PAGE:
Animal Info Horses Place of Origin

About the place of origin of horses, their ancestors and fossil records throughout the world.



The ancestry of the horse--unlike that of human beings--is extraordinarily well documented and dates back more than 65 million years. The prehistoric "little daddy" of today's powerful steed has a poetic name--dawn horse, or eohippus. Fossilized remains of the tiny whippetlike animal (about the size of a rabbit, 10 to 20 in. high, with an arched back and multitoed feet) have been found throughout Europe and America. Down through the ages, it grew larger and larger, with bigger and bigger teeth (for grinding grass) and longer and longer legs.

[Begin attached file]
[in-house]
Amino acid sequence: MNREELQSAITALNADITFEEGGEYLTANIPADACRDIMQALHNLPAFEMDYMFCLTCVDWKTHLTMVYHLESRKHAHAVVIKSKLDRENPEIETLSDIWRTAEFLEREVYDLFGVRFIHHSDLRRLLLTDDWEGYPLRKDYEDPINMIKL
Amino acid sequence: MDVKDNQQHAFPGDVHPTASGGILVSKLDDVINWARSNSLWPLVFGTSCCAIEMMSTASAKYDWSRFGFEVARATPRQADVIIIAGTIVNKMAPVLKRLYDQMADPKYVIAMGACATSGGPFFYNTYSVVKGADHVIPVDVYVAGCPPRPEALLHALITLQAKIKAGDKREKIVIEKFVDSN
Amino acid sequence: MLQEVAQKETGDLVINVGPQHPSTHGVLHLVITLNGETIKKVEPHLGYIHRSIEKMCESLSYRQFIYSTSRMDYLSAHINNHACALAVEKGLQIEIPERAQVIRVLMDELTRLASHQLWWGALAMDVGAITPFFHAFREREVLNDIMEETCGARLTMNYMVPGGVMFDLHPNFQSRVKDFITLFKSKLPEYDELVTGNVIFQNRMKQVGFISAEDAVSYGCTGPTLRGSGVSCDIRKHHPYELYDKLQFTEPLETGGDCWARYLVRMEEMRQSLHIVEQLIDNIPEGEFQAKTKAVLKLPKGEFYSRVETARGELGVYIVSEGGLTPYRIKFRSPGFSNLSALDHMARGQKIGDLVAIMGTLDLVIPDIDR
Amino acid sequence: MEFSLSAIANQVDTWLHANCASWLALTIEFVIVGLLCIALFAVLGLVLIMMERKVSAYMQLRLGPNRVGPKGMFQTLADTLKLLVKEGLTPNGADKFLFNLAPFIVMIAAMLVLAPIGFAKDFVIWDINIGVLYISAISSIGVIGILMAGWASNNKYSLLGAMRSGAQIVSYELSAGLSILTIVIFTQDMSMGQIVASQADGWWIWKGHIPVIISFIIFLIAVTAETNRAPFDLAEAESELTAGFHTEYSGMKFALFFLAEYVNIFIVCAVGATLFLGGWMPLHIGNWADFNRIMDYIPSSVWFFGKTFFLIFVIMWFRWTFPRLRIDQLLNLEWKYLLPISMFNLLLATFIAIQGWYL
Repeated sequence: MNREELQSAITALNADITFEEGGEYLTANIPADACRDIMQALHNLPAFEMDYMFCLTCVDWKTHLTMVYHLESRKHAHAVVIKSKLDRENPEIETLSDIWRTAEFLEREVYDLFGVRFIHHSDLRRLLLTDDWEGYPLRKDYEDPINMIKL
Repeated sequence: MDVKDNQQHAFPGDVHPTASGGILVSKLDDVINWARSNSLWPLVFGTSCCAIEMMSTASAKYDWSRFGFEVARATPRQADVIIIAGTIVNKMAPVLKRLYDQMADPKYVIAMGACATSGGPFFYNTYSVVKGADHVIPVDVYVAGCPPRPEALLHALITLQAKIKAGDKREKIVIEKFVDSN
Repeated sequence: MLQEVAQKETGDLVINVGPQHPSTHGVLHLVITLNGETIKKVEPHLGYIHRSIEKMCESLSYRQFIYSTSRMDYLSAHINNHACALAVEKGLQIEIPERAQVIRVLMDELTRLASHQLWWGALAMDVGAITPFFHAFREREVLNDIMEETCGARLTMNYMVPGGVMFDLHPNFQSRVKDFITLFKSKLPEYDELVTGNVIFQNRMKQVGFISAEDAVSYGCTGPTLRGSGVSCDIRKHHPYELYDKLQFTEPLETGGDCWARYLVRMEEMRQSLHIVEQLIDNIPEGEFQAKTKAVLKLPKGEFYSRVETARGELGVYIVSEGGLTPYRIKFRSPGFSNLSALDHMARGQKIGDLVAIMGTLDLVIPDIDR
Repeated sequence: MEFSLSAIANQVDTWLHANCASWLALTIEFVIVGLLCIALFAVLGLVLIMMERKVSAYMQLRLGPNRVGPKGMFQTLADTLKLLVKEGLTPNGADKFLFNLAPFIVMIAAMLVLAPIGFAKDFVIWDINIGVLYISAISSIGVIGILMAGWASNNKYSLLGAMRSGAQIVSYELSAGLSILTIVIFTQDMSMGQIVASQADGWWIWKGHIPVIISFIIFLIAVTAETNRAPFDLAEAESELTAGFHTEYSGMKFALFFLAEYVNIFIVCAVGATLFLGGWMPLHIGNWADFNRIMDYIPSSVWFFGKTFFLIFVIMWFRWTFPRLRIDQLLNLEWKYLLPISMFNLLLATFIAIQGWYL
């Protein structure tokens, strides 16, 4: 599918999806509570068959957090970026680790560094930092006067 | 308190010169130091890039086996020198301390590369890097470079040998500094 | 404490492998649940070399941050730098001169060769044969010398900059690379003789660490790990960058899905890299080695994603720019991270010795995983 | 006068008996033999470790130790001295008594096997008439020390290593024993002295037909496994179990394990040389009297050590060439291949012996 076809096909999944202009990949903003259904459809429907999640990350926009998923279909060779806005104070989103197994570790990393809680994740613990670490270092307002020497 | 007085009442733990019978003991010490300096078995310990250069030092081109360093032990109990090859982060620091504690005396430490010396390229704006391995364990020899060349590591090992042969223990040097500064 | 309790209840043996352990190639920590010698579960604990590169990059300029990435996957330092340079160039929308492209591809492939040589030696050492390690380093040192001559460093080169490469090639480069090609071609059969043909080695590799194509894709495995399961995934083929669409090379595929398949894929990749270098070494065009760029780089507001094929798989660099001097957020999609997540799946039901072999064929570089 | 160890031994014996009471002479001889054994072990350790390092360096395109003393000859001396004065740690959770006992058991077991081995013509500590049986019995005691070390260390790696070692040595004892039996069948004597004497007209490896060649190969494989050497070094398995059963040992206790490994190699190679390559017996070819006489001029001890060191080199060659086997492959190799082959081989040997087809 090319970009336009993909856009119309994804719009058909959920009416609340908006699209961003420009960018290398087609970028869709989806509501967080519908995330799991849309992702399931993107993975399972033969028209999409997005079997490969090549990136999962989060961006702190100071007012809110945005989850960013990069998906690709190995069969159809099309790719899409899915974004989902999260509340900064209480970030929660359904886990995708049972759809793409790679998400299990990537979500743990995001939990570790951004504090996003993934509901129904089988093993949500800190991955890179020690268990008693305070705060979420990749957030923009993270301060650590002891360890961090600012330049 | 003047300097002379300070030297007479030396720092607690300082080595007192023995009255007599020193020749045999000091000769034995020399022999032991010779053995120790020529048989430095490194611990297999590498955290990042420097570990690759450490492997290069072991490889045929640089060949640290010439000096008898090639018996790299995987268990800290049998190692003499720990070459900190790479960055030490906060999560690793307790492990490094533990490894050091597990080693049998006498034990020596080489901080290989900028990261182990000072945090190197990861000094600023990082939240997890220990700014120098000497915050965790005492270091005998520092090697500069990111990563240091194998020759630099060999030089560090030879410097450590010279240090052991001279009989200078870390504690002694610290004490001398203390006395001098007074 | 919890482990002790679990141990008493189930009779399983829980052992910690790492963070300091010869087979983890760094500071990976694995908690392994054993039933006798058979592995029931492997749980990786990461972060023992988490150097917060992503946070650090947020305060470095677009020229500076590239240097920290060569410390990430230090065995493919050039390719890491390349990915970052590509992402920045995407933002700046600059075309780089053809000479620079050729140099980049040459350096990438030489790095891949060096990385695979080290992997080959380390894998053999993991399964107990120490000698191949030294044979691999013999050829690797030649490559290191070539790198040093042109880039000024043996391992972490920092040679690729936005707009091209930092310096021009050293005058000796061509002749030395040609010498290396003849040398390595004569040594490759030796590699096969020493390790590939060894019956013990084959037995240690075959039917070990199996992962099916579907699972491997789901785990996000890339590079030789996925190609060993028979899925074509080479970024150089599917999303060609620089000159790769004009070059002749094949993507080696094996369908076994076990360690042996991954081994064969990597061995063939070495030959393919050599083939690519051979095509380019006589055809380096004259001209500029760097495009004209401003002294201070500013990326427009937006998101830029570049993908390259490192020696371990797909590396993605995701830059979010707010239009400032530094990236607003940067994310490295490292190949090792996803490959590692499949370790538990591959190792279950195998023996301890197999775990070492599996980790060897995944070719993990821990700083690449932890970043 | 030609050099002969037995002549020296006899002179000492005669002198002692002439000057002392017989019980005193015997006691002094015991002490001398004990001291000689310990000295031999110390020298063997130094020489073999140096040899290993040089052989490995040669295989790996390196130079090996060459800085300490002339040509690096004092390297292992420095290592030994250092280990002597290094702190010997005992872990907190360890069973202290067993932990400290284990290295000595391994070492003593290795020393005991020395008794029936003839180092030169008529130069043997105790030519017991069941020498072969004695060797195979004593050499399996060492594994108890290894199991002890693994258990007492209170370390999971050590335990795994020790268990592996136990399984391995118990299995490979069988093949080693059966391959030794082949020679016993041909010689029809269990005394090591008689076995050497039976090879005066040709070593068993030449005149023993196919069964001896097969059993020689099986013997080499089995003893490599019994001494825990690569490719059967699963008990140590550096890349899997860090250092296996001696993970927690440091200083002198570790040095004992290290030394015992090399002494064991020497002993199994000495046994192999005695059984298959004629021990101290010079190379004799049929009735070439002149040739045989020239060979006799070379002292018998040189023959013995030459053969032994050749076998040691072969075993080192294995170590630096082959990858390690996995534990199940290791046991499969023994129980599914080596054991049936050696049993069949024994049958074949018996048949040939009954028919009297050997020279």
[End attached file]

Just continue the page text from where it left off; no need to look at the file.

By the Ice Age, horses roamed every continent but Australia in great herds and had become very much as we know them today, fully monodactylous with each lower "leg" (originally foot bones) ending in a huge middle toe with a giant nail forming a hoof. Sometime during that mysterious glacial period, the horse vanished from the Western Hemisphere entirely. One theory is that herds migrated from America to Siberia by a then existing land bridge. At any rate, the horse didn't appear in America again until Spain's conquistadores invaded Mexico in 1519 A.D.

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